Just to put the Yankees’ hand-wringing over Alex Rodriguez in perspective, imagine if the Dodgers’ contract with Manny Ramirez still had two years to run.
Jon Heyman, SI.com, October 15, 2008:
There are some early signs that the Dodgers’ negotiations involving Manny Ramirez, who almost single-handedly lifted the storied franchise to the postseason, will not necessarily go smoothly. Ramirez is believed to be seeking a six-year deal for as much as $25 million per year, and Dodgers owner Frank McCourt is said to be skeptical that the competition will be keen for the controversial but ultra-productive superstar he acquired for virtually nothing a minute before the trade deadline.
Ramirez’s agent, Scott Boras, declined to name a target price in an interview with SI.com on Wednesday. That $150 million total price tag is an estimate based on Boras’ use of the word “iconic” to describe the 36-year-old Ramirez, combined with Ramirez’s own constant mention of a “six-year deal” during frequent media interviews this postseason. Another factor is the reminders from those close to Manny that the 10-year deal Alex Rodriguez signed last year calls for him to be paid his regular $30 million salary from ages 38-42.
Ramirez apparently isn’t kidding with his occasional hints about a six-year deal. If that sounds like a stretch, the Dodgers will have to consider the alternative, which is to present a Manny-less team the year after the hitting savant saved them in the regular season, then carried them in October.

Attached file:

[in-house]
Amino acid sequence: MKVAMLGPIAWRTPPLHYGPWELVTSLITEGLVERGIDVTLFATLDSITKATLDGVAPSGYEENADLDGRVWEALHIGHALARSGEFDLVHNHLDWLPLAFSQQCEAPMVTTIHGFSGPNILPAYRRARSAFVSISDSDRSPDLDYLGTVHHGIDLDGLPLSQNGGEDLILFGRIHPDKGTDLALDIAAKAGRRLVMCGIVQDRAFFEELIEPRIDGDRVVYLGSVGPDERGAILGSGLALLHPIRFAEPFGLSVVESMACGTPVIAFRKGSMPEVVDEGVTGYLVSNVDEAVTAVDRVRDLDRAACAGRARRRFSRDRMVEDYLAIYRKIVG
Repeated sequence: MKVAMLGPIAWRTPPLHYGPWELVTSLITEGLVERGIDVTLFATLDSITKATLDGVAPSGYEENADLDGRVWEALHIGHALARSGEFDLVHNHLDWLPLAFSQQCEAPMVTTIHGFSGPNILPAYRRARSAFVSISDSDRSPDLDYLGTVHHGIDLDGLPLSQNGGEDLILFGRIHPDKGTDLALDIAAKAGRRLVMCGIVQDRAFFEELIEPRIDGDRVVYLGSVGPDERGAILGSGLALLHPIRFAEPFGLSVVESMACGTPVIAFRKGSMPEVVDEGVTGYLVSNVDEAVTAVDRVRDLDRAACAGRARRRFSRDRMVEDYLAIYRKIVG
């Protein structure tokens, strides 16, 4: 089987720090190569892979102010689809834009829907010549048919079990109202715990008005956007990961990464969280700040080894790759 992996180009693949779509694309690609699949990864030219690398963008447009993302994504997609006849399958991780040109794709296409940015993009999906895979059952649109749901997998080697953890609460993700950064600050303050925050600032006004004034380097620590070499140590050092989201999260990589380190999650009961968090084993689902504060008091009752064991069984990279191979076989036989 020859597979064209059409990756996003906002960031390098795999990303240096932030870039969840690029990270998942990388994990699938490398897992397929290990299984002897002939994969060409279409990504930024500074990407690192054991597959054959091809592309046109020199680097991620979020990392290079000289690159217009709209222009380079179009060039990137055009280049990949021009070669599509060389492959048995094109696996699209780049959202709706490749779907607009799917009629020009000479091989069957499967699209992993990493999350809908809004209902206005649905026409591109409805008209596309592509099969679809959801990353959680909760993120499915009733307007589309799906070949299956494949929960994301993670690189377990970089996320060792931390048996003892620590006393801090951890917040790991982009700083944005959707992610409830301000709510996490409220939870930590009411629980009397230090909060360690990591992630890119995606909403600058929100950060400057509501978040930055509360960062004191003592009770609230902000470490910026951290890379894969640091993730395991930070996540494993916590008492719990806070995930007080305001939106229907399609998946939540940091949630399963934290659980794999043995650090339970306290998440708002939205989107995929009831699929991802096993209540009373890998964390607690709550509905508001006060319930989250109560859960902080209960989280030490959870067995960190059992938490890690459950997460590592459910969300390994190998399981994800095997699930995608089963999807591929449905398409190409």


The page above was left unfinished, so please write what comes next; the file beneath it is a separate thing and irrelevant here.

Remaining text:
“He pays for himself. You’ve got a free player with Manny,” Boras said. “He’s an iconic player who’s changed the face and fortunes of the franchise.” …
Joel Sherman, New York Post, October 15, 2008
… In other words, Boras is not offering apologies or discounts related to the unprofessional way in which Ramirez forced his way out of Boston. In true no-retreat, no-surrender Boras style, he is strongly hinting that he wants a six-year contract for Ramirez at top-of-the-market dollars.
“All I will tell you is, name me the player in recent times that has had the kind of season [Ramirez] has had this season and postseason,” Boras said yesterday during a conversation that lasted more than an hour.
“Put that together with two [championship] rings on his fingers, and the history he has, and that he is two years younger than Bonds when [Bonds] was a free agent. Bonds signed a five-year contract [for $90 million after the 2001 season] at 38 [he turned 38 midway through the first year of the deal] and got paid until he was 42.
“If Bonds gets five years at 38, what does Manny get at 36? If A-Rod gets paid to 42 [on his 10-year deal with the Yankees], why not Manny? He doesn’t take a backseat to him.” …